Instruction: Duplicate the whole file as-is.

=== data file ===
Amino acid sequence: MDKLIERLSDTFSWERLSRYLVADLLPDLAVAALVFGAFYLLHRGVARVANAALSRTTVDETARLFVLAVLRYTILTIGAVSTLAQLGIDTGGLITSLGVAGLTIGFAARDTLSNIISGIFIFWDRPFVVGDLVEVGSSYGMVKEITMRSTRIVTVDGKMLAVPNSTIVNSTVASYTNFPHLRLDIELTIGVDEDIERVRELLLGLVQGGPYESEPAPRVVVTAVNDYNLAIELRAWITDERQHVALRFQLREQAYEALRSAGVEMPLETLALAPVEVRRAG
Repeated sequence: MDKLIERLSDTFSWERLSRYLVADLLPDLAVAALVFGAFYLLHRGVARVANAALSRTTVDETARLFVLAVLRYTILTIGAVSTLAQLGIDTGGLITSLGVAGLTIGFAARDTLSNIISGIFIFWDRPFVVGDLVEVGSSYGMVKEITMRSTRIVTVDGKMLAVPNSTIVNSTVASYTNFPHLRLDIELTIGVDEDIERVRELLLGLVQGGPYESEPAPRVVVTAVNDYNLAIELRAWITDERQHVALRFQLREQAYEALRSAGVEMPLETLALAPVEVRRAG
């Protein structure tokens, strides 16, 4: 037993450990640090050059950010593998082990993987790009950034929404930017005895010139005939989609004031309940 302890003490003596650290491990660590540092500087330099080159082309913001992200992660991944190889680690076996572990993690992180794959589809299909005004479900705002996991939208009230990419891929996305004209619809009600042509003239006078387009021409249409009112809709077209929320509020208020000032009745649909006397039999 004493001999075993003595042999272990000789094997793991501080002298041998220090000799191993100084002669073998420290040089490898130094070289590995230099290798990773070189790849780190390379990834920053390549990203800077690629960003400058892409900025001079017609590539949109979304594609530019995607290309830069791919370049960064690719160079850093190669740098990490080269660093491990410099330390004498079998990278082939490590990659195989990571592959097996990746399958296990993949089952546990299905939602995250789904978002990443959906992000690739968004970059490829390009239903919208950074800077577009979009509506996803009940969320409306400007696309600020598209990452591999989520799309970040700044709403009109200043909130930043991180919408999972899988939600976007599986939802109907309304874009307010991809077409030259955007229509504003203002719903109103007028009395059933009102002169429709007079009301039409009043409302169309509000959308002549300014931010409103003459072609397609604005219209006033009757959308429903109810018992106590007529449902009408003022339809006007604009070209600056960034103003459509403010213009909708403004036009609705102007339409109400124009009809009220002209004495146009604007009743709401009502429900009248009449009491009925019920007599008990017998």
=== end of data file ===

Amino acid sequence: MDKLIERLSDTFSWERLSRYLVADLLPDLAVAALVFGAFYLLHRGVARVANAALSRTTVDETARLFVLAVLRYTILTIGAVSTLAQLGIDTGGLITSLGVAGLTIGFAARDTLSNIISGIFIFWDRPFVVGDLVEVGSSYGMVKEITMRSTRIVTVDGKMLAVPNSTIVNSTVASYTNFPHLRLDIELTIGVDEDIERVRELLLGLVQGGPYESEPAPRVVVTAVNDYNLAIELRAWITDERQHVALRFQLREQAYEALRSAGVEMPLETLALAPVEVRRAG
Repeated sequence: MDKLIERLSDTFSWERLSRYLVADLLPDLAVAALVFGAFYLLHRGVARVANAALSRTTVDETARLFVLAVLRYTILTIGAVSTLAQLGIDTGGLITSLGVAGLTIGFAARDTLSNIISGIFIFWDRPFVVGDLVEVGSSYGMVKEITMRSTRIVTVDGKMLAVPNSTIVNSTVASYTNFPHLRLDIELTIGVDEDIERVRELLLGLVQGGPYESEPAPRVVVTAVNDYNLAIELRAWITDERQHVALRFQLREQAYEALRSAGVEMPLETLALAPVEVRRAG
């Protein structure tokens, strides 16, 4: 037993450990640090050059950010593998082990993987790009950034929404930017005895010139005939989609004031309940 302890003490003596650290491990660590540092500087330099080159082309913001992200992660991944190889680690076996572990993690992180794959589809299909005004479900705002996991939208009230990419891929996305004209619809009600042509003239006078387009021409249409009112809709077209929320509020208020000032009745649909006397039999 004493001999075993003595042999272990000789094997793991501080002298041998220090000799191993100084002669073998420290040089490898130094070289590995230099290798990773070189790849780190390379990834920053390549990203800077690629960003400058892409900025001079017609590539949109979304594609530019995607290309830069791919370049960064690719160079850093190669740098990490080269660093491990410099330390004498079998990278082939490590990659195989990571592959097996990746399958296990993949089952546990299905939602995250789904978002990443959906992000690739968004970059490829390009239903919208950074800077577009979009509506996803009940969320409306400007696309600020598209990452591999989520799309970040700044709403009109200043909130930043991180919408999972899988939600976007599986939802109907309304874009307010991809077409030259955007229509504003203002719903109103007028009395059933009102002169429709007079009301039409009043409302169309509000959308002549300014931010409103003459072609397609604005219209006033009757959308429903109810018992106590007529449902009408003022339809006007604009070209600056960034103003459509403010213009909708403004036009609705102007339409109400124009009809009220002209004495146009604007009743709401009502429900009248009449009491009925019920007599008990017998």